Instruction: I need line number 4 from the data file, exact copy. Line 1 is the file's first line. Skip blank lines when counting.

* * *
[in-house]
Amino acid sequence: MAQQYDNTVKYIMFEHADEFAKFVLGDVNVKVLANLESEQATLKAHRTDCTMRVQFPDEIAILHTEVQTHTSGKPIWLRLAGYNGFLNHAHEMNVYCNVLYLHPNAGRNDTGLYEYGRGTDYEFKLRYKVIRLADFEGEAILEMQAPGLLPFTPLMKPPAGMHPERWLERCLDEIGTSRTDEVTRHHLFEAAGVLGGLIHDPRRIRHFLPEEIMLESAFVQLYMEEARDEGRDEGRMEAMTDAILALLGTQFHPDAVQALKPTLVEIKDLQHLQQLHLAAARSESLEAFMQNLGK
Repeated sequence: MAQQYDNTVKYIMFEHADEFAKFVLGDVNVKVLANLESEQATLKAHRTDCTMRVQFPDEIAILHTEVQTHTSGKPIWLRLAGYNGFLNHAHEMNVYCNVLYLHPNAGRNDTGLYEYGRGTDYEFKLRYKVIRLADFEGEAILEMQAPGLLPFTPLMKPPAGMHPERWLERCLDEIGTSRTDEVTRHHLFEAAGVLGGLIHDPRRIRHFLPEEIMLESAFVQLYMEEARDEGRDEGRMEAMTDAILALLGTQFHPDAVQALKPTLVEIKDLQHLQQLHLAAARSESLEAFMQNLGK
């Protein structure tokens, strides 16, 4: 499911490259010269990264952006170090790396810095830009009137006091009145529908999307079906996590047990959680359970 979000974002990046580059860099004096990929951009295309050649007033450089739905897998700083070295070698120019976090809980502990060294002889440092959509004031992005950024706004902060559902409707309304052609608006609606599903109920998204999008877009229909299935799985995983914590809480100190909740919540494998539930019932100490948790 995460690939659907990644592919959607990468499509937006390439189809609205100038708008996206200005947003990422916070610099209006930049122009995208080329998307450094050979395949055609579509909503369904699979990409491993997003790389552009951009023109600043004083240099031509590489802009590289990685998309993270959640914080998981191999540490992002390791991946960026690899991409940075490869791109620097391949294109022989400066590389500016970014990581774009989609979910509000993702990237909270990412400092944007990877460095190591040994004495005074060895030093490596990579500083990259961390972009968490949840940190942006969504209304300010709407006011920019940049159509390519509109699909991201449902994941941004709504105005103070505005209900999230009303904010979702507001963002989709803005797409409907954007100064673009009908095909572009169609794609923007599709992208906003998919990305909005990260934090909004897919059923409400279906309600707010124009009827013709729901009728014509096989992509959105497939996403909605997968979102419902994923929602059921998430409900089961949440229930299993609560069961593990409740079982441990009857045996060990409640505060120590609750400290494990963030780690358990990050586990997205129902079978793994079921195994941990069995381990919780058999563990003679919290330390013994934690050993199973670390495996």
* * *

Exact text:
């Protein structure tokens, strides 16, 4: 499911490259010269990264952006170090790396810095830009009137006091009145529908999307079906996590047990959680359970 979000974002990046580059860099004096990929951009295309050649007033450089739905897998700083070295070698120019976090809980502990060294002889440092959509004031992005950024706004902060559902409707309304052609608006609606599903109920998204999008877009229909299935799985995983914590809480100190909740919540494998539930019932100490948790 995460690939659907990644592919959607990468499509937006390439189809609205100038708008996206200005947003990422916070610099209006930049122009995208080329998307450094050979395949055609579509909503369904699979990409491993997003790389552009951009023109600043004083240099031509590489802009590289990685998309993270959640914080998981191999540490992002390791991946960026690899991409940075490869791109620097391949294109022989400066590389500016970014990581774009989609979910509000993702990237909270990412400092944007990877460095190591040994004495005074060895030093490596990579500083990259961390972009968490949840940190942006969504209304300010709407006011920019940049159509390519509109699909991201449902994941941004709504105005103070505005209900999230009303904010979702507001963002989709803005797409409907954007100064673009009908095909572009169609794609923007599709992208906003998919990305909005990260934090909004897919059923409400279906309600707010124009009827013709729901009728014509096989992509959105497939996403909605997968979102419902994923929602059921998430409900089961949440229930299993609560069961593990409740079982441990009857045996060990409640505060120590609750400290494990963030780690358990990050586990997205129902079978793994079921195994941990069995381990919780058999563990003679919290330390013994934690050993199973670390495996």